News & Events

Recent News

Brooks Pierce partner Ed Turlington spoke at a joint meeting of the Boards of Directors of the NC Technology Association and the Council for Entrepreneurial Development (CED) on September 16 in Raleigh. The meeting was part of CED’s Tech Venture Conference 2014, which was attended by 700 information technology leaders and entrepreneurs from throughout the Southeast.

On September 8, 2014, the National Law Journal published an article written by Brooks Pierce attorneys Darrell A. Fruth and Andrew Rodenbough addressing new weapons to combat so-called “patent trolls.”  The article identifies new strategies that savvy companies across the country are adopting to respond to patent demand letters and patent infringement lawsuits.


Recent Events

Brooks Pierce partner Melissa Weaver presented The Affordable Care Act - Where Are We Now? on August 6, 2014 to The HR Group. The legal briefing focused on the current provisions of the Patient Protection and Affordable Care Act and new requirements to be phased in during 2015 and 2016.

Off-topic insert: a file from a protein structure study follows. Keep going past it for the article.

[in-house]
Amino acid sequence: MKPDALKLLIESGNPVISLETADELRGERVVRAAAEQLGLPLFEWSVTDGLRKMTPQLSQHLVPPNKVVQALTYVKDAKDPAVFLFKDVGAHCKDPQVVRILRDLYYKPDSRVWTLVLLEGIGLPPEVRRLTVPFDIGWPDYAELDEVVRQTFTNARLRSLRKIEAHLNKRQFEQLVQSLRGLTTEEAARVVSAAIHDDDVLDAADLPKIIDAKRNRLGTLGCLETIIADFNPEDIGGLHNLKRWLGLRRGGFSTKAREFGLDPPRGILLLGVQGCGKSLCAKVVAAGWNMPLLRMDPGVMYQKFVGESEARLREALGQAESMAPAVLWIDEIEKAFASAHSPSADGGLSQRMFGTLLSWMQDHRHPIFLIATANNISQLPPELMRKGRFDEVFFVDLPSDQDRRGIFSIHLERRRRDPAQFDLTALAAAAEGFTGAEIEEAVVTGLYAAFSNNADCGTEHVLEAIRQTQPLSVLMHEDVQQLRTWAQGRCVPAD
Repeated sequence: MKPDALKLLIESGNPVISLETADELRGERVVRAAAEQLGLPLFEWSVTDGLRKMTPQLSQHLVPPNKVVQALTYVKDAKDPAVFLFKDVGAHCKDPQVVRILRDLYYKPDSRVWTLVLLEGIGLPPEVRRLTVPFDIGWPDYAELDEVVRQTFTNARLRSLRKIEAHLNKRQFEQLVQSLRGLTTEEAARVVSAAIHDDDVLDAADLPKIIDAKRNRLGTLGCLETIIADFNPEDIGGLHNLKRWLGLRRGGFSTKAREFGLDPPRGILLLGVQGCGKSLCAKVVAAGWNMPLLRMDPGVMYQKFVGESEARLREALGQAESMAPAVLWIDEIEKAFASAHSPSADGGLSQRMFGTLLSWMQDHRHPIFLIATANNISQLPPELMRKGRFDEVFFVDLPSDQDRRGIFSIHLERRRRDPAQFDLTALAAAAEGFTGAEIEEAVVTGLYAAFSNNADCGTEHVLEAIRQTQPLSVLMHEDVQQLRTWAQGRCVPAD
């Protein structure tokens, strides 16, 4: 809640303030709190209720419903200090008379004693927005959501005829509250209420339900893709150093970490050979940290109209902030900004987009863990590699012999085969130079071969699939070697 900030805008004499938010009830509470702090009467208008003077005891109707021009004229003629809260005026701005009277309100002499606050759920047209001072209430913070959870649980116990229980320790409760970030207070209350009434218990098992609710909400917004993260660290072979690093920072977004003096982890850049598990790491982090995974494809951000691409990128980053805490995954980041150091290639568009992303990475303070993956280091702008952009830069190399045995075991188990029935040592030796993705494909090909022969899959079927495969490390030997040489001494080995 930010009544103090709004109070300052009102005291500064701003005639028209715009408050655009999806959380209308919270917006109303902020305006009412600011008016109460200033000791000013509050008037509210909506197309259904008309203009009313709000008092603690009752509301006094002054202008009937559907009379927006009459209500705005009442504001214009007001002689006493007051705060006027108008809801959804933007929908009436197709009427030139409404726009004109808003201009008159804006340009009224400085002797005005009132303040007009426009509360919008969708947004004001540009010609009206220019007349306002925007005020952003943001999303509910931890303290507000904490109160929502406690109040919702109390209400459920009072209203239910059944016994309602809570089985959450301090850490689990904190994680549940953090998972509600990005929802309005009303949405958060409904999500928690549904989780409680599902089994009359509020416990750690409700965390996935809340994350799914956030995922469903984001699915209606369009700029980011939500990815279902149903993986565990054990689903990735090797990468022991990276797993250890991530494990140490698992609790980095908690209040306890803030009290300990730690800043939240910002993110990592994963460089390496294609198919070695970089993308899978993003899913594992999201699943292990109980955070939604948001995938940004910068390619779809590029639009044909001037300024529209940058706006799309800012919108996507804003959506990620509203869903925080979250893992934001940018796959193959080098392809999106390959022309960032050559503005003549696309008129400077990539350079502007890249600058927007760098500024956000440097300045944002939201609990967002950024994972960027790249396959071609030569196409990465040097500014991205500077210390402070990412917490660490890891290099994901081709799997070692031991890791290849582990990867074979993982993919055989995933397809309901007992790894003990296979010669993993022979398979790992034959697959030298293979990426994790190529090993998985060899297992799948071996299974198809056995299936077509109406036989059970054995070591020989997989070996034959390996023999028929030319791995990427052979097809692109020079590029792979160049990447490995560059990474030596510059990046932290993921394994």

Patricia Goodson, partner in the Raleigh office of Brooks Pierce, chaired the Employment and Labor Law Practice Group meeting of Geneva Group International’s North American Regional Conference, held May 15-18 in New Orleans.


Recent Publications

The United States Congress is considering legislation on patent trolling but the effort appears stalled. As a result, a number of states are considering legislation to address the problem.

A broad coalition of companies and associations began working on a North Carolina bill months ago. The group included the Bankers Association, the Retail Merchants Association, the Technology Association, the State Chamber and companies such as SAS and Red Hat. This work led to the introduction of a bill (H 1032) whose provisions were incorporated in the law enacted this year.

The new law was effective upon enactment and applies to causes of action and demands on or after that date.  It is detailed and should be read carefully.  

Stephen Hartzell blogs about Drone Law being enacted as part of the North Carolina Budget Bill. The 260 page budget bill -  which is now on the Governor's desk - contains several pages governing the use and operation of unmanned aircraft systems ("UAS," but known in common parlance as "drones"). Assuming the budget bill becomes law, what does its passage mean for North Carolina?